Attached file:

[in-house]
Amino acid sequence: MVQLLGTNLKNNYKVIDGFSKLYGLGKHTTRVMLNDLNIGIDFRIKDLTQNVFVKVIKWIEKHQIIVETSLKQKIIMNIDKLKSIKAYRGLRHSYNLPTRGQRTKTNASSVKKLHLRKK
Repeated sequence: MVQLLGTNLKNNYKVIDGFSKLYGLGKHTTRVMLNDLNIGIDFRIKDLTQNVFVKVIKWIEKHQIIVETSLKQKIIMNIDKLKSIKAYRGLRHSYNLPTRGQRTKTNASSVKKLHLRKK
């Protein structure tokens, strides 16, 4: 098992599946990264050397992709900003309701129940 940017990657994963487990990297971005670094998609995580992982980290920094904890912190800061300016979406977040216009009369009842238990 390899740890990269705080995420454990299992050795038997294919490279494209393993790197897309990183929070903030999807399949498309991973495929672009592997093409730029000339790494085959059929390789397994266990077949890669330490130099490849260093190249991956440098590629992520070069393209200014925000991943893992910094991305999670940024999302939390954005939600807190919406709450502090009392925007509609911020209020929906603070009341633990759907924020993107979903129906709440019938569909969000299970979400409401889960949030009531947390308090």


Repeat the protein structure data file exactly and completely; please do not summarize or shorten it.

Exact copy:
[in-house]
Amino acid sequence: MVQLLGTNLKNNYKVIDGFSKLYGLGKHTTRVMLNDLNIGIDFRIKDLTQNVFVKVIKWIEKHQIIVETSLKQKIIMNIDKLKSIKAYRGLRHSYNLPTRGQRTKTNASSVKKLHLRKK
Repeated sequence: MVQLLGTNLKNNYKVIDGFSKLYGLGKHTTRVMLNDLNIGIDFRIKDLTQNVFVKVIKWIEKHQIIVETSLKQKIIMNIDKLKSIKAYRGLRHSYNLPTRGQRTKTNASSVKKLHLRKK
């Protein structure tokens, strides 16, 4: 098992599946990264050397992709900003309701129940 940017990657994963487990990297971005670094998609995580992982980290920094904890912190800061300016979406977040216009009369009842238990 390899740890990269705080995420454990299992050795038997294919490279494209393993790197897309990183929070903030999807399949498309991973495929672009592997093409730029000339790494085959059929390789397994266990077949890669330490130099490849260093190249991956440098590629992520070069393209200014925000991943893992910094991305999670940024999302939390954005939600807190919406709450502090009392925007509609911020209020929906603070009341633990759907924020993107979903129906709440019938569909969000299970979400409401889960949030009531947390308090």